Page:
Bitpipes and Mobile World Congress: History does not remember the builders of the Silk Road – only it’s travellers and it’s traders ..

silkroad.JPG

Here are my impressions of the Mobile World Congress. I was in Barcelona for the whole week and met many great people – but did not attend any sessions (except my own of course Mobile Youth is a myth ) :) So don’t expect any insights from specific sessions .. but here are my impressions and thoughts from speaking to many in Barcelona and also meeting many of the vendors there.

Bit pipes

In 2008, we see an industry in turmoil – and in the keynote sessions that dreaded word ‘Bit Pipe’ was mentioned at length. “We must not allow ourselves to become bit-pipes and let somebody else do the services work,” Sarin warned.

But by common consensus, the company everyone wanted to meet was not an Operator – It was Apple. Like it or not – Google, Apple, Nokia and others drive the agenda today – and already with the launch of iPhone – the Operator is already a bit pipe. There may be no going back since iTunes is the billing mechanism for iPhone as I blogged before

The Silk road

Brian Dolan of Fiercewireless calls this the Dumb Pipe Nostalgia at the Mobile World Congress .. and I agree.

I have long studied history and archaeology . Let’s put this in a historical perspective.

The Silk Road is a series of trade and cultural transmission routes that were central to the cultural interaction through regions of the Asian continent connecting East and West by linking traders, merchants, pilgrims, monks, soldiers, nomads and urban dwellers from China to the Mediterranean Sea during various periods of time. The trade route was initiated around 114 BC by the Han Dynasty (114 BC) – from Wikipedia

To the many merchants, wandering armies, and adventurers of our ancient civilizations, the Silk Road served as an important communication link between cultures and economies. During the time of the Han Dynasty (206 BCE – 220 CE), this 5000-mile stretch of trade routes was possibly the world’s first “Internet,” linking Asia to Europe and Africa.

(from Schools of California Online Resources for Education, History/Social Science SCORE H/SS)

Chinese scholars like Hsüan-tsang criss-crossed the length of the Silk road and unified the ancient civilization of India and China. He was not alone. Recent archaeological discoveries in the Tarim Basin (now in China) point to a ‘melting pot’ of cultures thousands of years ago.

There is a statue of Hsüan-tsang at the Great Wild Goose Pagoda

Hs%C3%BCan-tsang.JPG

However, history does not remember the builders of the silk road – commendable as the achievement was.

What does this tell us?

Builders of roads are rarely the same as the traders and the intellectuals who use the road.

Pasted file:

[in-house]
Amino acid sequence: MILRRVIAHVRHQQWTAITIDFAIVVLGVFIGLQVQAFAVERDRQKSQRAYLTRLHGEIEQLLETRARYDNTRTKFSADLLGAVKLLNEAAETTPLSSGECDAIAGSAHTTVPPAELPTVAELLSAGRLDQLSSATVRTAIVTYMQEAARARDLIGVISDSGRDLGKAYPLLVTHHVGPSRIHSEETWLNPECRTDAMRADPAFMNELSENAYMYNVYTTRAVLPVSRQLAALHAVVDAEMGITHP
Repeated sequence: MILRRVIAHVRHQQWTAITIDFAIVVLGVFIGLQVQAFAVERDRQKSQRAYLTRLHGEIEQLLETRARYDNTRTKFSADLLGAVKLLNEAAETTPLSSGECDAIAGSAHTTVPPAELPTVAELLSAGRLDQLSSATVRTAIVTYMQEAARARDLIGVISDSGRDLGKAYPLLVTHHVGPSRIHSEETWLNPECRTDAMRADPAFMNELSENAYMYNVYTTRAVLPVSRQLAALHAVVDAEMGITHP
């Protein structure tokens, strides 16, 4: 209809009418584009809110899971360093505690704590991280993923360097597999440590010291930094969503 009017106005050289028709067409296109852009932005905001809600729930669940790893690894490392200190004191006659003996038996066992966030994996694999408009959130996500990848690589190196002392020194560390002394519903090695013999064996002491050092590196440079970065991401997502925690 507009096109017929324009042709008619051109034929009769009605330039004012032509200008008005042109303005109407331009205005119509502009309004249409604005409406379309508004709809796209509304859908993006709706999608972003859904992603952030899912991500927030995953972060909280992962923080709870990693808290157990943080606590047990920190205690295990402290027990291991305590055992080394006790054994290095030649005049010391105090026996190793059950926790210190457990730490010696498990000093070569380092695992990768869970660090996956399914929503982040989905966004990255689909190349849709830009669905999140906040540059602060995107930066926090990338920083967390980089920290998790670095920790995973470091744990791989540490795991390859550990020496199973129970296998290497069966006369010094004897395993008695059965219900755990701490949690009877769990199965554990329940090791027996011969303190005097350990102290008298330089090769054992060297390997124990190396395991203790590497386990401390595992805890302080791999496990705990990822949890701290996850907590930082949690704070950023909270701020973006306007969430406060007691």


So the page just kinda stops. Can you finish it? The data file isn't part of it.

Today the traders are the eBays and the intellectuals are the Googles. But the principles remain the same from the ancient times of the silk road. The builders are not the same people who add value to the network(silk road) – and a higher value will be added by the traders and the intellectuals who trod on those ancient pathways.

Why does this happen?

Simply put – if someone tried to monetise/block the Silk road – other roads would be found. (Think Wimax/WiFi here!). Human beings want to connect/to interact. Life will find a way. It always has.

The year of open systems and open source

I see three important trends of 2007 reflected at MWC and will be played out in 2008.

Besides all the talk of Bit pipes, some have said, this is the year of Linux. I don’t agree. Linux consortia have been there for a while. Google Open handset alliance(OHA) however is more than Linux – and it is a key development to watch. OHA is however – next year’s talking point in my view.

This year’s big success was not Linux(yet) but Webkit. 2007 was the year of Webkit. 2008 more so. In doing so – Webkit also made it the year of the browser and the open source.

The third trend is simply social networking. I blogged about the idea of umbrella social networks before. I think social networks will become important

To Conclude

The three things which will make an impact last year and this year are: Open source on mobile devices, social networks and the browser.

And Bit pipes? Think silk roads and the historical, social and technical trends that influence it!

Image: Silk road – http://score.rims.k12.ca.us/activity/silkroad/; statue – wikipedia

Comments

  1. Paul Golding says:

    Nice post. I can’t say I’m shocked about the dumb pipe stuff doing the rounds again. It’s just not in the operator DNA to see beyond the pipe. Most of their innovation – and we shouldn’t knock it (e.g. GSMA) – has been in building and deploying the pipe and giving us access to it. What we do beyond that has not been their concern or skill-set. It’s a hard shift to make.